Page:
The Forks Estate: Native leaders on the portrayal of their culture

One of the vice presidents of Native Leaders for Change shares his thoughts on the issue of representation

In this episode of Forks Estate, Cassandra Laubach talks with Josiah Lester, one of the vice presidents of Native Leaders for Change, about how native people are used as mascots for sports teams, mainly the Washington Redskins. Lester explains how it is not the word "Redskin" that is offensive, but the modern context in which it is used. He says "it's as if they don't see us as a modern entity." Lester goes on to explain his resentment of this portrayal, "... It keeps you up to a certain standard when you're people are labeled after a national football team and that's what they're most known for. Not their tribal teachings or what else we have to offer."


Transcript:

Cassandra Laubach: Hello, I'm your host Cassandra Laubach, and you're listening to The Forks Estate. Today on The Forks Estate I spoke with an officer from The Native Leaders for Change organization on campus, Josiah Lester. I was able to speak to him about whether he believes that sports teams names, such as the Washington Redskins, are empowering or whether they're disempowering to him and his community.  

Josiah Lester: I am involved with The Native Leaders for Change. It is a new club on campus. Native Leaders for Change focuses on creating opportunities for Native American leaders. Students will be encouraged to enhance skills such as public speaking and interviewing, things to get them prepared for the job, scholarships, internships, etc.  

Cassandra Laubach: So my first question is, just in your personal opinion, do you think that this name and other names like it are empowering or do you find them offensive?

Josiah Lester: The name itself is not as offensive as people make it seem. If I was called a redskin I don't think it would be as offensive as somebody calling an African-American the N-word. It wouldn't be in the same context. I feel as if it's not empowering either. It's almost in this state where we're not taking it to mean respect. It's as if they don't see us as a modern entity. They see Redskin as a label, as if we're this eighteen hundreds, living in a teepee top people. Some people think Native Americans are extinct altogether. I feel like the word Redskin and how they portray Native Americans on their emblem, that's how people see us today. Truth is where we're just like anybody else. I feel like people just put us in the past. 

Cassandra Laubach: Why do you think that people put you in the past? Do you think it's a stereotype problem, an education problem, or what do you think it is?

Josiah Lester: I think it's stereotypes and education. You know the word Redskin and the logo does add on to that. You don't see people putting on turbans or any other cultural regalia and cheer on their sports team except for Native Americans. That's the only kind of sacred regalia that's used in sports today. I believe that adds on to the stereotypes, it kind of just puts us in a sense like we're not here as well. 

Cassandra Laubach: What do you think the difference is between the Washington Redskins versus a team like the Fighting Irish, which is Notre Dame's team? I understand that Notre Dame's team isn't at the NFL level, they're a college team, but their mascot is a little Irish guy. So why do you think that maybe that isn't seen as bad in the media or doesn't get as much attention?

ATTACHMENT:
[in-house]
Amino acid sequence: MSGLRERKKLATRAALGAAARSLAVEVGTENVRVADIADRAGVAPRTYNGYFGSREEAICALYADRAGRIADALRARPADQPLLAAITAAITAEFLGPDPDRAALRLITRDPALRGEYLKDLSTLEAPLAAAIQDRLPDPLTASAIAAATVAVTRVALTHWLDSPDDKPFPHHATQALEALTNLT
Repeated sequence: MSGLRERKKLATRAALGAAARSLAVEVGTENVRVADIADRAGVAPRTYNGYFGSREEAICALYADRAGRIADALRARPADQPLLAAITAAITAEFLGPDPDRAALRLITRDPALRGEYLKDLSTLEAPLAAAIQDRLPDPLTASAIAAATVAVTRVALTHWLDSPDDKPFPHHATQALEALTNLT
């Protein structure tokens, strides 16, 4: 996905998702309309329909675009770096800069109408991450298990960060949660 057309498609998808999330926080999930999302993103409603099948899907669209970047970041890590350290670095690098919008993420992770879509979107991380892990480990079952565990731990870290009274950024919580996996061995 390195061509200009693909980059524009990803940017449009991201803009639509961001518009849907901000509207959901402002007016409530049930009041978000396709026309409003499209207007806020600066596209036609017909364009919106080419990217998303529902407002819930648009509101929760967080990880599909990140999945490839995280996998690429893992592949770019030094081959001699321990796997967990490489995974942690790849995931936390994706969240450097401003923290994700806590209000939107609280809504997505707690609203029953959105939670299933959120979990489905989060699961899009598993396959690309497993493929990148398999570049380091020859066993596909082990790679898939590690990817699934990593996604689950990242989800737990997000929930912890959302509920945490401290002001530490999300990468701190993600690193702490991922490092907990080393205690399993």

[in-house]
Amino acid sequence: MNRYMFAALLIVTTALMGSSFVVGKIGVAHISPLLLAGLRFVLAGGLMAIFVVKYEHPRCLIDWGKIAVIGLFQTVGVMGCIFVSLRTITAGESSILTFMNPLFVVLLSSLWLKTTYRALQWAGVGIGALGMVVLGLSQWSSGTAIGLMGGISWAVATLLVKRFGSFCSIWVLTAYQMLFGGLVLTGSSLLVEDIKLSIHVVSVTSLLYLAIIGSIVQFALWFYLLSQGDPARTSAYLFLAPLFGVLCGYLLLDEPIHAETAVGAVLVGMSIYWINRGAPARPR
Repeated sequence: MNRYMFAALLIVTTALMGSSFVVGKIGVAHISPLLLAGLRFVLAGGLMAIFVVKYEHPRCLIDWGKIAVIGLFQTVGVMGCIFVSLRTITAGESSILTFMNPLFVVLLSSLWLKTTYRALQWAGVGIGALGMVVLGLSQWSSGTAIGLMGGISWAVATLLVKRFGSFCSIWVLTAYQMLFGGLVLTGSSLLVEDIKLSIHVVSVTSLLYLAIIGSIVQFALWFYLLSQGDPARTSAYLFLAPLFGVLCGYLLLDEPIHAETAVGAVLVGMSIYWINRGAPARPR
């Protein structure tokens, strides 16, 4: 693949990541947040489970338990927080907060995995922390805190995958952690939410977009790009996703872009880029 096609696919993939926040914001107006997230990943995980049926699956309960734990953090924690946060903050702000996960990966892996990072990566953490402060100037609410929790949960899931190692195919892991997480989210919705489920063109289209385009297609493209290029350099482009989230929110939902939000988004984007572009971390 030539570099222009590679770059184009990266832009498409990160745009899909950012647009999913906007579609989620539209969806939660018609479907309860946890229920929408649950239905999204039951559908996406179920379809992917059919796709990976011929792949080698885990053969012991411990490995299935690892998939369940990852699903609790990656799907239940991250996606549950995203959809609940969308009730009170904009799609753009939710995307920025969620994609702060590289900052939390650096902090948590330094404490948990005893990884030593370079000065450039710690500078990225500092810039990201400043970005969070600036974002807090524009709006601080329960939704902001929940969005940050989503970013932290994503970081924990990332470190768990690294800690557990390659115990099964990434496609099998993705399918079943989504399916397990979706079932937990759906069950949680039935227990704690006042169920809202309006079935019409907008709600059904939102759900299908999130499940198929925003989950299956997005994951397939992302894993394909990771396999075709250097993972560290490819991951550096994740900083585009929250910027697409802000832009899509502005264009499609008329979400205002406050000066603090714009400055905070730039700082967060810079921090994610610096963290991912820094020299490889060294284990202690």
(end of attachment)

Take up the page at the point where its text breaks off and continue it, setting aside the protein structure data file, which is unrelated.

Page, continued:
Josiah Lester: Because they use the word Irish I guess. The Irish is a clear defined term for Irish people, and I don't think Redskins is the same level as that. I think a more accurate term would either be Native American or American Indian instead of Redskin. 

Cassandra Laubach: Do you think that Washington could easily fix the flak that they're getting behind their name by calling themselves the Native Americans, or do you think they'd have to completely come up with a different mascot and totally change their name altogether? 

Josiah Lester: I would like them to change their name altogether and I believe that they can. I feel like it sucks because that's how they have identified as for years now. I don't think it's going to change anytime soon, but I feel like there can be a compromise somewhere. I feel like it is possible.

Cassandra Laubach: What's one thing that you would say to someone that says "The sports teams names don't matter. It's not important. It's always been that way. It's not directly impacting you in everyday life." What would you say as someone who says something like that?

Josiah Lester: In general I tend to ignore people like that, because there's a certain level of ignorance that comes with that. It does impact communities, not necessarily myself. I know it keeps you up to a certain standard when you're people are labeled after a national football team and that's what they're most known for and not their tribal teachings or what else we have to offer.

Cassandra Laubach: Unfortunately that's all the time that we have for today. Thank you so much Josiah for joining me, and thank you for listening to this podcast. I'm your host Cassandra Laubach and I'll see you next time. 


Previous Episodes:

Forks Estate: Congressional Case Work

Forks Estate: Experts explain why it is still so hot in Phoenix

A look at what went into the making of the documentary 'Seeking Asylum'


Reach the podcaster at cassandralaubach@gmail.com or on Twitter at @CassieLaubach

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